This is the man who works the pogroms in Belfast.
We cannot deal with the details of the matter in this House.
I may answer the supplementary question of the hon. Member for the Falls Division. His Majesty's Government naturally are responsible for seeing that this money is distributed in the proportion agreed upon, and in the quarters for which it was intended. I shall be quite glad to answer questions in the House upon that subject. I am assured that Catholic unemployed will get the full share of the money prescribed for them. I am quite willing to take responsibility for doing my best to see that this is carried out.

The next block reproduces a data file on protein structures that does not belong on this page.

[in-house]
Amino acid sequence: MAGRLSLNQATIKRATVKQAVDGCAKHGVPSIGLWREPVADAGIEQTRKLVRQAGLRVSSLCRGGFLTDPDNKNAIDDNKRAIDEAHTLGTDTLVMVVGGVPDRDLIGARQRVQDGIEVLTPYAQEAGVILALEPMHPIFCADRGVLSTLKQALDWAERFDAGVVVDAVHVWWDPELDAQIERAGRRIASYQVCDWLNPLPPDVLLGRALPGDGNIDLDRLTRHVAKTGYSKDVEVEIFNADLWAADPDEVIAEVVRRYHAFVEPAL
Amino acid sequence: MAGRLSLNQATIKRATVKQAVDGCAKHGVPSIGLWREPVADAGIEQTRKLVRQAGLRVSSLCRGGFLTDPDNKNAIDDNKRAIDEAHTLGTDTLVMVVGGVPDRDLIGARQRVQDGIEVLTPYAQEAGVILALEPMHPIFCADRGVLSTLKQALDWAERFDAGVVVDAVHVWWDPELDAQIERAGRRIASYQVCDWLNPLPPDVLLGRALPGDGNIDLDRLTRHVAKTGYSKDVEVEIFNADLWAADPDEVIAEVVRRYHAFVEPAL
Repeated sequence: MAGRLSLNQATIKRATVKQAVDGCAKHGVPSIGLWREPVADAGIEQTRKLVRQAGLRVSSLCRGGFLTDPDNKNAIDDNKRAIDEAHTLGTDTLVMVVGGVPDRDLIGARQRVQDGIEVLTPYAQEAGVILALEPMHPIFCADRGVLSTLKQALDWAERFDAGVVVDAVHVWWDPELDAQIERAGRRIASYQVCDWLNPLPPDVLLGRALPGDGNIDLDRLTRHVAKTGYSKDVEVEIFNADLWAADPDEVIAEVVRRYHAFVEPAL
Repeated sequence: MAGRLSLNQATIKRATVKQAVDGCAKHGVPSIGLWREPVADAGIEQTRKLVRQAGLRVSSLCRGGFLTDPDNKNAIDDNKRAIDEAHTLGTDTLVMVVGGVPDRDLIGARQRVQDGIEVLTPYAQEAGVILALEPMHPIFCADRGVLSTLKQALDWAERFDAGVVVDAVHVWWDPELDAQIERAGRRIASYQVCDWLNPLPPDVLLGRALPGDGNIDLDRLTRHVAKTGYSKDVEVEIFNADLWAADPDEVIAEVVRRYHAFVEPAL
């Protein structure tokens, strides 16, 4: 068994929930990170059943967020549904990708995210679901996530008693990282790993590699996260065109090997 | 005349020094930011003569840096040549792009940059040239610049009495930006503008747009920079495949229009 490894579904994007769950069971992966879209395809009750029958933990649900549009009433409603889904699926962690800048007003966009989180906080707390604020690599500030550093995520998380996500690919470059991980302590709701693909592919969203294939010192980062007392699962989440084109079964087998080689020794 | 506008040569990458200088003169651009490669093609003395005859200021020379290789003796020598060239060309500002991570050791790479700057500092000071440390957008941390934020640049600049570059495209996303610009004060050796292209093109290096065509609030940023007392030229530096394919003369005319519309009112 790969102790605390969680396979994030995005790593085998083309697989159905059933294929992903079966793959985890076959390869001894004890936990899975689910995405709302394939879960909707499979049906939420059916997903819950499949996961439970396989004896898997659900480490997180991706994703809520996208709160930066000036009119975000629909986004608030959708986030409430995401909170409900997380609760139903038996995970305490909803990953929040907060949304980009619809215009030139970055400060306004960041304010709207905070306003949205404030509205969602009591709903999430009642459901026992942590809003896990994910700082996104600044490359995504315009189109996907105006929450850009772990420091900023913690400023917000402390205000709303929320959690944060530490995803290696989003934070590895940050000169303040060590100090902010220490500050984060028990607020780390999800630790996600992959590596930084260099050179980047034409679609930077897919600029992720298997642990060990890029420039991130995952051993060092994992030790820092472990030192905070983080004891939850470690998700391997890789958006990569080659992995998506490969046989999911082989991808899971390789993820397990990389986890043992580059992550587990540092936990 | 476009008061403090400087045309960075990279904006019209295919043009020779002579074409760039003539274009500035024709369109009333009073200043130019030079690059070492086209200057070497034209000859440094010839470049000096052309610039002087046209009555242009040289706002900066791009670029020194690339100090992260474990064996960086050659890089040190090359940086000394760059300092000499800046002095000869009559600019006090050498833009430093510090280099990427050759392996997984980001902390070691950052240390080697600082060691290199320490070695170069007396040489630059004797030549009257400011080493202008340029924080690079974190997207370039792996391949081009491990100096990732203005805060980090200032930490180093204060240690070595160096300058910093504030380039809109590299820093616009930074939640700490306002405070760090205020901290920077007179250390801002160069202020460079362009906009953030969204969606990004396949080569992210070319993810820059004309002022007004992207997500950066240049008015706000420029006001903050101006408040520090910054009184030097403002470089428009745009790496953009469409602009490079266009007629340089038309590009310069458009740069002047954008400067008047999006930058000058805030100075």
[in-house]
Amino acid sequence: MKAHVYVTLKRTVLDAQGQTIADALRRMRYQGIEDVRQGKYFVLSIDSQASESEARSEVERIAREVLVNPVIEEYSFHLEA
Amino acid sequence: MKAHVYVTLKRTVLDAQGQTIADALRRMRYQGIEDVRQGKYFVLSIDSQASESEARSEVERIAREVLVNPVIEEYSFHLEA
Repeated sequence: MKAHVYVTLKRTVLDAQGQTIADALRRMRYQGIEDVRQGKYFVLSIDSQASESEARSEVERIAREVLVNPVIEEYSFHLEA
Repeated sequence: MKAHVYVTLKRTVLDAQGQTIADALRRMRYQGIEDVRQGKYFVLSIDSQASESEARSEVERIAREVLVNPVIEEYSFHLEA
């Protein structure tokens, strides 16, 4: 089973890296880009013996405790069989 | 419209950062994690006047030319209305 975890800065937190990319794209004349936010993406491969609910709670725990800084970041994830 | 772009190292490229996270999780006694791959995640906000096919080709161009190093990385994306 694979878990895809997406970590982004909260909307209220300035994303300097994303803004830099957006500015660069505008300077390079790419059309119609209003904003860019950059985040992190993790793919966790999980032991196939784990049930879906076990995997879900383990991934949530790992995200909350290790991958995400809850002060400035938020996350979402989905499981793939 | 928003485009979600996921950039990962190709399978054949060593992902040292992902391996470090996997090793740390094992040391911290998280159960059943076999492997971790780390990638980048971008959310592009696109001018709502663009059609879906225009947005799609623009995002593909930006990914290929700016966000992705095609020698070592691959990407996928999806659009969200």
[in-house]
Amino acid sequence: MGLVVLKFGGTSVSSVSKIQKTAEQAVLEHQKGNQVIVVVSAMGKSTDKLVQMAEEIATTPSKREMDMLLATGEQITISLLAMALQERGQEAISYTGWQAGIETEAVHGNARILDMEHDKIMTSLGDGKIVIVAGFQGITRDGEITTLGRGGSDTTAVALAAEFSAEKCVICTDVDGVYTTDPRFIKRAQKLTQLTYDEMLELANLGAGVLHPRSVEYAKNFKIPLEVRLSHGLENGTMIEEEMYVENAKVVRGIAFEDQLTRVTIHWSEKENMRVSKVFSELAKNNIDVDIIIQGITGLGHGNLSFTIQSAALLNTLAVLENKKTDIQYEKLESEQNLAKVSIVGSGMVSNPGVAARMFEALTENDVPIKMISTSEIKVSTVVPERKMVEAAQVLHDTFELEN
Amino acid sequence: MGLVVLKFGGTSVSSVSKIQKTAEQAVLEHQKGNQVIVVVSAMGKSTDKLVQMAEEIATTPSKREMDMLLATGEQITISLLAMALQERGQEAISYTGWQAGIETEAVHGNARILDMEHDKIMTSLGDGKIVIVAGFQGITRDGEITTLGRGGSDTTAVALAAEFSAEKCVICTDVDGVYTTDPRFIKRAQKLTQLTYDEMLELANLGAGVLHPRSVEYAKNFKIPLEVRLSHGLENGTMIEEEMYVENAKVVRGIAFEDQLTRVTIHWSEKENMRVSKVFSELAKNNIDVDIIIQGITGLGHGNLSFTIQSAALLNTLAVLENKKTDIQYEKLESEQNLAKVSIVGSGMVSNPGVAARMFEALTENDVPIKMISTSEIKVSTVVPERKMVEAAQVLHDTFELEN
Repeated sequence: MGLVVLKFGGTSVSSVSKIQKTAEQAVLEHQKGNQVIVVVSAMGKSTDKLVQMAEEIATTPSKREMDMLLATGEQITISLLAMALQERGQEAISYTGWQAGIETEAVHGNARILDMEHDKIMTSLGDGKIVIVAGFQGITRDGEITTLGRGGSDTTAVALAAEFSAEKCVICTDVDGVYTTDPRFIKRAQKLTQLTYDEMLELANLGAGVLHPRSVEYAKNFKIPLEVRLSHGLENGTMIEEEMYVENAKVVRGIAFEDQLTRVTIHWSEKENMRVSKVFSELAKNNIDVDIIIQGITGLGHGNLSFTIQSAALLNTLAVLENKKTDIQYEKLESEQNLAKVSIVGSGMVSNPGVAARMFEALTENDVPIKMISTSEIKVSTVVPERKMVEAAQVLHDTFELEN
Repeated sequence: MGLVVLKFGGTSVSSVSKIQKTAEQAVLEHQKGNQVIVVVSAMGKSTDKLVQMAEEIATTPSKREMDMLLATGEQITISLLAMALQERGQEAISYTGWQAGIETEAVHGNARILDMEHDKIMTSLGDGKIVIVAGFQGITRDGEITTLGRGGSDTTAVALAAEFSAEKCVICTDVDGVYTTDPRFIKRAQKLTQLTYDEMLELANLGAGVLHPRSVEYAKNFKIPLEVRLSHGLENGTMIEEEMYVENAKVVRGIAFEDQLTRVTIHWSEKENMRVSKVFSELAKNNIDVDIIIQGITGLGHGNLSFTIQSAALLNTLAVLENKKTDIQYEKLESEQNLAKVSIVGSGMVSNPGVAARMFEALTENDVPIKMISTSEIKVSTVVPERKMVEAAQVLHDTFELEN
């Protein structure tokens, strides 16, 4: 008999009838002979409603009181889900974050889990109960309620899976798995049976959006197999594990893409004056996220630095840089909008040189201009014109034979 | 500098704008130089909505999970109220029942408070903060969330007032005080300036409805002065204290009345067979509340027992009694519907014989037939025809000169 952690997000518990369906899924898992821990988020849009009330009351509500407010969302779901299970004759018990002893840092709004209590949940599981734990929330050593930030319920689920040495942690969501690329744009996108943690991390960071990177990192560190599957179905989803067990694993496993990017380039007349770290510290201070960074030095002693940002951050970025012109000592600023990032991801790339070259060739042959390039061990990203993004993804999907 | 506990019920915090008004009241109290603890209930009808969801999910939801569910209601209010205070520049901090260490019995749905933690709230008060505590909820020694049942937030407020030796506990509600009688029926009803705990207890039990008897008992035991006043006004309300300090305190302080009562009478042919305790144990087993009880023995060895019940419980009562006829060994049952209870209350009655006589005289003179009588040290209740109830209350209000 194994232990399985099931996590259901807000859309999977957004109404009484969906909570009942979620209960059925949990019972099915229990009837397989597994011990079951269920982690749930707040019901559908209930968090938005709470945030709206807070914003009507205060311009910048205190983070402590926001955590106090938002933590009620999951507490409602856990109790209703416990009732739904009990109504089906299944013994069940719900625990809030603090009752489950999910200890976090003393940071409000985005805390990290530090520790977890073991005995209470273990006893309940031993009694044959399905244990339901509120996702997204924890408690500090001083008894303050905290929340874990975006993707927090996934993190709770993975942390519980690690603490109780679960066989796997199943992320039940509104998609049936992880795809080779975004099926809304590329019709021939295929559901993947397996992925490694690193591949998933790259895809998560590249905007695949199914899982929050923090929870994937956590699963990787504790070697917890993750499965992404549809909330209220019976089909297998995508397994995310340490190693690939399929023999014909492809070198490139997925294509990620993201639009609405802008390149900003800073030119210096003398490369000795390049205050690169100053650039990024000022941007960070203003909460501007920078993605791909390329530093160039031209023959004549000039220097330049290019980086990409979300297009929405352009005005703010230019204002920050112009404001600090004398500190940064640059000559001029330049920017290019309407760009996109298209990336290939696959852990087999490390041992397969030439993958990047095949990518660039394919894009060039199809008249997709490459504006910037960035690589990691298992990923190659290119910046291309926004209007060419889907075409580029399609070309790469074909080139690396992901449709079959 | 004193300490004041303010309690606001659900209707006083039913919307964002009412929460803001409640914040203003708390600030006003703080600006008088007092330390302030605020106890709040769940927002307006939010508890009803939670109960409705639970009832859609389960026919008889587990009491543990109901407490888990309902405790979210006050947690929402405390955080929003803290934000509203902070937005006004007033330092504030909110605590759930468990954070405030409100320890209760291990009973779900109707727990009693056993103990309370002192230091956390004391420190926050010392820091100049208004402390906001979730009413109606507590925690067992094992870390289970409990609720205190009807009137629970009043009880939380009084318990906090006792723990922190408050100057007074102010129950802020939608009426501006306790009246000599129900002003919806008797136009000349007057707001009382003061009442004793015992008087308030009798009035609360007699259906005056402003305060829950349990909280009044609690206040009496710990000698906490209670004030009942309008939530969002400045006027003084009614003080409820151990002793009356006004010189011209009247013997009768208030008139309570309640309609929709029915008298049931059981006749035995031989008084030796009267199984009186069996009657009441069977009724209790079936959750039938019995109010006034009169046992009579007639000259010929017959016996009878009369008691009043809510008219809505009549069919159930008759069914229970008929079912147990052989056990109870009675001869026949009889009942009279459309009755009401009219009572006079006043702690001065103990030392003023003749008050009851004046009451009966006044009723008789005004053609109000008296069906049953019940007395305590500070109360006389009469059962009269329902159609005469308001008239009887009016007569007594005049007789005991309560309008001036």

In view of the fact that they have no representation upon the administrative body, what guarantee have they that the money allocated by the Imperial Government will be adjusted according to the spirit of the allocation?
That is very far from the question originally on the Paper. If my hon. Friend puts down another question, I am quite ready to show him the machinery which will be adopted for making sure that there is a distribution of the grant in proportion to the population.
Is the hon. Member for Falls not a member of the Ulster Parliament?
Be is not.
asked the Secretary of State for the Colonies whether he will state the evidence on which he based his suggestion that Protestants and Sinn Feiners were equally responsible for the recent outrages in Ulster?
The hon. and gallant Member does not quote the words of my statement, which were reported as follows: